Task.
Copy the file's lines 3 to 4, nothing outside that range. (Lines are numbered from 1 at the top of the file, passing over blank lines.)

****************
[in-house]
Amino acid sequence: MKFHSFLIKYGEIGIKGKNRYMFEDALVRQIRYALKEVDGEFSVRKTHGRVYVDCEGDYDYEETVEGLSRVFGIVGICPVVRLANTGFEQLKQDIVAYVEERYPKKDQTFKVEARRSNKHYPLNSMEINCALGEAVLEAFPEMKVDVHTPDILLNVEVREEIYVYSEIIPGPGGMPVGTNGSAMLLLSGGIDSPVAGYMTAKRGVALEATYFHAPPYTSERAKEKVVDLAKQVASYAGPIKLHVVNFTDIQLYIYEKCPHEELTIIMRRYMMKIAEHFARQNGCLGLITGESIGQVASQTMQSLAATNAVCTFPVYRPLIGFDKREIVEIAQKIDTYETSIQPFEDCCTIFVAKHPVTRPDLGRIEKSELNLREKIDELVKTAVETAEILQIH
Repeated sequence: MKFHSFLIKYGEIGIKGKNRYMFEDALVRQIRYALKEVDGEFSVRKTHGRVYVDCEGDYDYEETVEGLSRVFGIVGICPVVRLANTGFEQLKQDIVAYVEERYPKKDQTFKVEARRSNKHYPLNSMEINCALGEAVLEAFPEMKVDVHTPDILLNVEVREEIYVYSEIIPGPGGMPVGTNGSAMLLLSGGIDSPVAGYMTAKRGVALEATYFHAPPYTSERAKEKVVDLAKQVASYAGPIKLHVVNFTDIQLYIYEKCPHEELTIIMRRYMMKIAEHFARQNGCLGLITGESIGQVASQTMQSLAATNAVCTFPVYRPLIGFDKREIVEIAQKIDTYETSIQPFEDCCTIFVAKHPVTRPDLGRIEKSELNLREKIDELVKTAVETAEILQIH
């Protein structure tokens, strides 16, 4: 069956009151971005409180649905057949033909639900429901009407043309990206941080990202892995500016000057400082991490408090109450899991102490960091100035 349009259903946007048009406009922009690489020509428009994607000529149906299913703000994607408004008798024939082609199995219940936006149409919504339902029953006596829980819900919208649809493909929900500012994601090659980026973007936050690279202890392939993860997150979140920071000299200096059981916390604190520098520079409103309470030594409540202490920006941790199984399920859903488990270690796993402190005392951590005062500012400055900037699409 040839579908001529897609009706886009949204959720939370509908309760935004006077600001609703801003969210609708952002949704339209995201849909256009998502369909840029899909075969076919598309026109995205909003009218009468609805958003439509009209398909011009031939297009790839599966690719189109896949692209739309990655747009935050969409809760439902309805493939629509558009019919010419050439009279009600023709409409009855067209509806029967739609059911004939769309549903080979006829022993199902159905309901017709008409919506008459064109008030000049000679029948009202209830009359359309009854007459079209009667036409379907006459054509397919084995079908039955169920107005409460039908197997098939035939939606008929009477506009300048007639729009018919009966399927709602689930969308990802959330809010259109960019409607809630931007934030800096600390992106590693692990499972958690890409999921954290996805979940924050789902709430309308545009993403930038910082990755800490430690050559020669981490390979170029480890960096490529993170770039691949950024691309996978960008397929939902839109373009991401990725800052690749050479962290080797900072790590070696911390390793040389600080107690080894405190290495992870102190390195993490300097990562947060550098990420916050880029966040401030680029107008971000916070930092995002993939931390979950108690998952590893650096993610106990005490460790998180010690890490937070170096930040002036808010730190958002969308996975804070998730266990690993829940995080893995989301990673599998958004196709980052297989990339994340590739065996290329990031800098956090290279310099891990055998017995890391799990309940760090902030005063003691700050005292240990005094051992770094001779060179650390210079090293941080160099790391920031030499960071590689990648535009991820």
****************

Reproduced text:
Repeated sequence: MKFHSFLIKYGEIGIKGKNRYMFEDALVRQIRYALKEVDGEFSVRKTHGRVYVDCEGDYDYEETVEGLSRVFGIVGICPVVRLANTGFEQLKQDIVAYVEERYPKKDQTFKVEARRSNKHYPLNSMEINCALGEAVLEAFPEMKVDVHTPDILLNVEVREEIYVYSEIIPGPGGMPVGTNGSAMLLLSGGIDSPVAGYMTAKRGVALEATYFHAPPYTSERAKEKVVDLAKQVASYAGPIKLHVVNFTDIQLYIYEKCPHEELTIIMRRYMMKIAEHFARQNGCLGLITGESIGQVASQTMQSLAATNAVCTFPVYRPLIGFDKREIVEIAQKIDTYETSIQPFEDCCTIFVAKHPVTRPDLGRIEKSELNLREKIDELVKTAVETAEILQIH
């Protein structure tokens, strides 16, 4: 069956009151971005409180649905057949033909639900429901009407043309990206941080990202892995500016000057400082991490408090109450899991102490960091100035 349009259903946007048009406009922009690489020509428009994607000529149906299913703000994607408004008798024939082609199995219940936006149409919504339902029953006596829980819900919208649809493909929900500012994601090659980026973007936050690279202890392939993860997150979140920071000299200096059981916390604190520098520079409103309470030594409540202490920006941790199984399920859903488990270690796993402190005392951590005062500012400055900037699409 040839579908001529897609009706886009949204959720939370509908309760935004006077600001609703801003969210609708952002949704339209995201849909256009998502369909840029899909075969076919598309026109995205909003009218009468609805958003439509009209398909011009031939297009790839599966690719189109896949692209739309990655747009935050969409809760439902309805493939629509558009019919010419050439009279009600023709409409009855067209509806029967739609059911004939769309549903080979006829022993199902159905309901017709008409919506008459064109008030000049000679029948009202209830009359359309009854007459079209009667036409379907006459054509397919084995079908039955169920107005409460039908197997098939035939939606008929009477506009300048007639729009018919009966399927709602689930969308990802959330809010259109960019409607809630931007934030800096600390992106590693692990499972958690890409999921954290996805979940924050789902709430309308545009993403930038910082990755800490430690050559020669981490390979170029480890960096490529993170770039691949950024691309996978960008397929939902839109373009991401990725800052690749050479962290080797900072790590070696911390390793040389600080107690080894405190290495992870102190390195993490300097990562947060550098990420916050880029966040401030680029107008971000916070930092995002993939931390979950108690998952590893650096993610106990005490460790998180010690890490937070170096930040002036808010730190958002969308996975804070998730266990690993829940995080893995989301990673599998958004196709980052297989990339994340590739065996290329990031800098956090290279310099891990055998017995890391799990309940760090902030005063003691700050005292240990005094051992770094001779060179650390210079090293941080160099790391920031030499960071590689990648535009991820």